I sat in amazement as this cipher of a human being somehow charmed the talking heads with an utterly transparent display of phony “aw shucks” populism. While the commentators disagreed on her substantive points, there seemed to be a consensus that Palin’s “folksy” mannerisms and sayings were charming and allowed her to connect with the American people. I’m almost positive that The National Review’s Rich Lowry typed his ode to Palin with one hand.
I took away two main nuggets from the Vice Presidential debate and its aftermath: 1.) that Sarah Palin, in effect, performed rural blackface, and 2.) that the so called charm of this performance hinges on the small town fantasies of conservatives and media elites.
Consider that traditional blackface saw refined black entertainers performing a base, stereotypical blackness for adoring audiences. Everything about minstrel blackness was exaggerated: the movements, the language, the clothing, the color. Let’s revisit Palin’s debate. Along with the exaggerated down-home sayings, (she actually said “I’m the Joe Six-Pack candidate.” How’s that for subtlety?), she twice made reference to the liberal media filtering her straight talk to the American people, and incredibly, made plain her intention to not answer the moderator’s questions in the name of this supposed straight talk. Palin took the negative aspects of rural America—the simplistic worldview, the anti-intellectualism, the hostility to difference—and magnified them to the point of near parody. That, my friends, is rural blackface.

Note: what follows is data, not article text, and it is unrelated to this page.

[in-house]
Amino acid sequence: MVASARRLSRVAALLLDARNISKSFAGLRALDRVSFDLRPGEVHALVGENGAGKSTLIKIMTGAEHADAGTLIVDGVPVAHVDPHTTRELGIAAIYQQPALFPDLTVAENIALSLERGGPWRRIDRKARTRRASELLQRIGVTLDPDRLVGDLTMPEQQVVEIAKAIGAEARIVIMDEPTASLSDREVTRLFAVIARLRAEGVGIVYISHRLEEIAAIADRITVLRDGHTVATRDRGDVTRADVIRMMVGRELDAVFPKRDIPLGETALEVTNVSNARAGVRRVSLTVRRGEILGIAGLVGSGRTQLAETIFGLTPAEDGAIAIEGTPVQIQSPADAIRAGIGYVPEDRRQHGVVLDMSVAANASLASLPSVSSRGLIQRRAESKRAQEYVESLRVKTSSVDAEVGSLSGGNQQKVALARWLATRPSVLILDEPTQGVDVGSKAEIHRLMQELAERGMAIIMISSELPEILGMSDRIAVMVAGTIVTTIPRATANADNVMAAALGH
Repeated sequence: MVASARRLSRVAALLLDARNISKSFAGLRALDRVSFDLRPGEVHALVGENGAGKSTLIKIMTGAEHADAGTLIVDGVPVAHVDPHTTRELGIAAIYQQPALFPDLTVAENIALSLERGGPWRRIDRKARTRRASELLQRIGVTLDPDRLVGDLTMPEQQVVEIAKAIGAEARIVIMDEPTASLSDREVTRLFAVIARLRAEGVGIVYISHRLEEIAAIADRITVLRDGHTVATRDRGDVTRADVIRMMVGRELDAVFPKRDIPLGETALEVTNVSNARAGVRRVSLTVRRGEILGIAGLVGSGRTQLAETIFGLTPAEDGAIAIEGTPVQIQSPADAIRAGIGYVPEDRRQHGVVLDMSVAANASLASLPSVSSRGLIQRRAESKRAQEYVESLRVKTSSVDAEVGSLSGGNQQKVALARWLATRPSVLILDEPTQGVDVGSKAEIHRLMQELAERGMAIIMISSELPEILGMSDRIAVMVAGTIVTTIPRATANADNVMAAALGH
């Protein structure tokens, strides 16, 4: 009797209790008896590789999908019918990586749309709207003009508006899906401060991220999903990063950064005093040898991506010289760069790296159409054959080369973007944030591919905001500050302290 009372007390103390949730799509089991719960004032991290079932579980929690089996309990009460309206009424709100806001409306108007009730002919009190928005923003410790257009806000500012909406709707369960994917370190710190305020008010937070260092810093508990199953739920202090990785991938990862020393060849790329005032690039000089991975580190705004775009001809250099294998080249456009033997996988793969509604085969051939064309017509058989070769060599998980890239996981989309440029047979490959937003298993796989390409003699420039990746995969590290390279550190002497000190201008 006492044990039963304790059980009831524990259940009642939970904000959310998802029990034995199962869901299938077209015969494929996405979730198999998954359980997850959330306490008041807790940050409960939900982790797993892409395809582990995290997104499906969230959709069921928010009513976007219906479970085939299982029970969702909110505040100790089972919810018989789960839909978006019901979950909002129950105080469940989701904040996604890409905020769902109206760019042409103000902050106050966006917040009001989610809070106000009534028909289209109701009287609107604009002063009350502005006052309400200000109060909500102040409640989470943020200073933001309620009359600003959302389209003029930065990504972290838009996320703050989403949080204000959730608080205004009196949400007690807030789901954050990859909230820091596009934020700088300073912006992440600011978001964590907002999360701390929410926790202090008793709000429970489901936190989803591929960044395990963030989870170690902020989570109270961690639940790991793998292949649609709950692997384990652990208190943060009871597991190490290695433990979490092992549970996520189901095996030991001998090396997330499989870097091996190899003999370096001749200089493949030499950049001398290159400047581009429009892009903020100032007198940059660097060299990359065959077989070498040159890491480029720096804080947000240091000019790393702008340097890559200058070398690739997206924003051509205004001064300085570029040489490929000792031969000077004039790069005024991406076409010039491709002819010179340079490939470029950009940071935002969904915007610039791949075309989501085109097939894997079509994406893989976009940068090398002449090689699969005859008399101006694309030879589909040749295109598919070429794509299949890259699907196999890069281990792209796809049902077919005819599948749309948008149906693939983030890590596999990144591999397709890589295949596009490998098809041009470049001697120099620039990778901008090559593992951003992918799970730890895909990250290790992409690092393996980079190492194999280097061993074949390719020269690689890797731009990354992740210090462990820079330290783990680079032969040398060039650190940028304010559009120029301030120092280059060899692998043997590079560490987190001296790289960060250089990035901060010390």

Contrary to popular belief, Palin’s folksiness (and indeed the Palin pick itself), is not directed toward “regular Americans;” it is directed toward elites, media elites in particular. It’s clear that media elites on the right have bought into the notion that small town America is the real representation of the country, that one must go to the “heartland” to see American values. Surprisingly, though, Palin’s shtick is just as effective on liberal media elites because these liberal elites share the same faulty assumptions and insecurities as their conservative colleagues.
Most of these elites, conservative or liberal, are stinking rich, were reared at the same elite schools, and live in big cities like New York, Los Angeles, and Washington, D.C. These elites enjoy the freedom, variety, and bustle of big cities, yet they suffer from a great deal of self-loathing, guilt, and insecurity about their metropolitan lives (the cities they call home may as well be Sodom and Gomorrah). They therefore construct fantasies of a simpler, more pure life in rural America and regard small town residents as morally superior folks uncorrupted by the big, bad city. It’s like nostalgia for the 50s, only set in the present.
In any case, Palin and McCain know all of this and are more than willing to have Palin “coon it up.” W.C. Fields described legendary blackface performer Bert Williams as “the funniest man I ever saw – and the saddest man I ever knew.” Part of this sadness stemmed from the internal conflict based on building his personal success on hideous racial stereotypes of his people. I doubt that Sarah Palin has any inner-conflict. She strikes me as a supremely happy person.